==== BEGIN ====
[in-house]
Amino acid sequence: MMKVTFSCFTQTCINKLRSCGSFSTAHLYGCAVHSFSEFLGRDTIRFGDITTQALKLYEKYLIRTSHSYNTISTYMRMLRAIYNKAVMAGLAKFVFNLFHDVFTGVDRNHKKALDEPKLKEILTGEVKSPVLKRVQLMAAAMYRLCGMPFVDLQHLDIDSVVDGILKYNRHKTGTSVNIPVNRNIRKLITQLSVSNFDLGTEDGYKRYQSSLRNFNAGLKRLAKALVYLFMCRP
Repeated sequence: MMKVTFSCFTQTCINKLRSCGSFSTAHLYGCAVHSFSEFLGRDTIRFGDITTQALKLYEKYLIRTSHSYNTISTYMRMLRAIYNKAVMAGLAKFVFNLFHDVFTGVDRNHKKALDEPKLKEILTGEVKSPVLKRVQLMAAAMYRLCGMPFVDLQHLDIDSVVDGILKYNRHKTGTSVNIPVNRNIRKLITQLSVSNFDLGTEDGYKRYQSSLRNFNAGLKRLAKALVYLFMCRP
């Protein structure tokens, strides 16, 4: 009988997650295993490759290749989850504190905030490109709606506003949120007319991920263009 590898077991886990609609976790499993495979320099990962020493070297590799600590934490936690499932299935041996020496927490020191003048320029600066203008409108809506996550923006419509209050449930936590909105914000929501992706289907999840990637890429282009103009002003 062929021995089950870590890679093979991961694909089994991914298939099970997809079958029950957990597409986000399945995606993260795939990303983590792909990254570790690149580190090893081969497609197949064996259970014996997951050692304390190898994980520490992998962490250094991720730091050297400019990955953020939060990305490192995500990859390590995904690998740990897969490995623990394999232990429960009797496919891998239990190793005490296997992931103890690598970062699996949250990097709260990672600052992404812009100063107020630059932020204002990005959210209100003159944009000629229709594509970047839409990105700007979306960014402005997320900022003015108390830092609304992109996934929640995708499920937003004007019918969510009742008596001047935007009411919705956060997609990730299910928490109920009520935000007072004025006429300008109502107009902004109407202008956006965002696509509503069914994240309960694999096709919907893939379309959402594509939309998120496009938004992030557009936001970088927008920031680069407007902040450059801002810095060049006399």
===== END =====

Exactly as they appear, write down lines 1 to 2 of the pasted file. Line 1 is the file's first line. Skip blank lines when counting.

[in-house]
Amino acid sequence: MMKVTFSCFTQTCINKLRSCGSFSTAHLYGCAVHSFSEFLGRDTIRFGDITTQALKLYEKYLIRTSHSYNTISTYMRMLRAIYNKAVMAGLAKFVFNLFHDVFTGVDRNHKKALDEPKLKEILTGEVKSPVLKRVQLMAAAMYRLCGMPFVDLQHLDIDSVVDGILKYNRHKTGTSVNIPVNRNIRKLITQLSVSNFDLGTEDGYKRYQSSLRNFNAGLKRLAKALVYLFMCRP